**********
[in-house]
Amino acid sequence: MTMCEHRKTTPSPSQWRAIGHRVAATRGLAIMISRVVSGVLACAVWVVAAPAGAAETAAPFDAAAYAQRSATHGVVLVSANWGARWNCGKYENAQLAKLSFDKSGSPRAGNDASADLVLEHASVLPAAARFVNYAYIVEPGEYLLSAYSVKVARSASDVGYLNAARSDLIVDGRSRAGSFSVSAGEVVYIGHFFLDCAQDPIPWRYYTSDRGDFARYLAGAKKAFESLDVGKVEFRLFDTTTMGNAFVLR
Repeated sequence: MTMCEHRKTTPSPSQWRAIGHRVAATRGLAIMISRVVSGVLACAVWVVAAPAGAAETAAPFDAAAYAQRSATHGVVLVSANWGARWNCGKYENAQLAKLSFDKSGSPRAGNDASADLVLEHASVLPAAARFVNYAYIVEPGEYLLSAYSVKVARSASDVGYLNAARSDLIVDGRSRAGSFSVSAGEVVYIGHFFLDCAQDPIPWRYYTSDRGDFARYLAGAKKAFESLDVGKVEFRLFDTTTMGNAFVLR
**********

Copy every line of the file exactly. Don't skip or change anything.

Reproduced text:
[in-house]
Amino acid sequence: MTMCEHRKTTPSPSQWRAIGHRVAATRGLAIMISRVVSGVLACAVWVVAAPAGAAETAAPFDAAAYAQRSATHGVVLVSANWGARWNCGKYENAQLAKLSFDKSGSPRAGNDASADLVLEHASVLPAAARFVNYAYIVEPGEYLLSAYSVKVARSASDVGYLNAARSDLIVDGRSRAGSFSVSAGEVVYIGHFFLDCAQDPIPWRYYTSDRGDFARYLAGAKKAFESLDVGKVEFRLFDTTTMGNAFVLR
Repeated sequence: MTMCEHRKTTPSPSQWRAIGHRVAATRGLAIMISRVVSGVLACAVWVVAAPAGAAETAAPFDAAAYAQRSATHGVVLVSANWGARWNCGKYENAQLAKLSFDKSGSPRAGNDASADLVLEHASVLPAAARFVNYAYIVEPGEYLLSAYSVKVARSASDVGYLNAARSDLIVDGRSRAGSFSVSAGEVVYIGHFFLDCAQDPIPWRYYTSDRGDFARYLAGAKKAFESLDVGKVEFRLFDTTTMGNAFVLR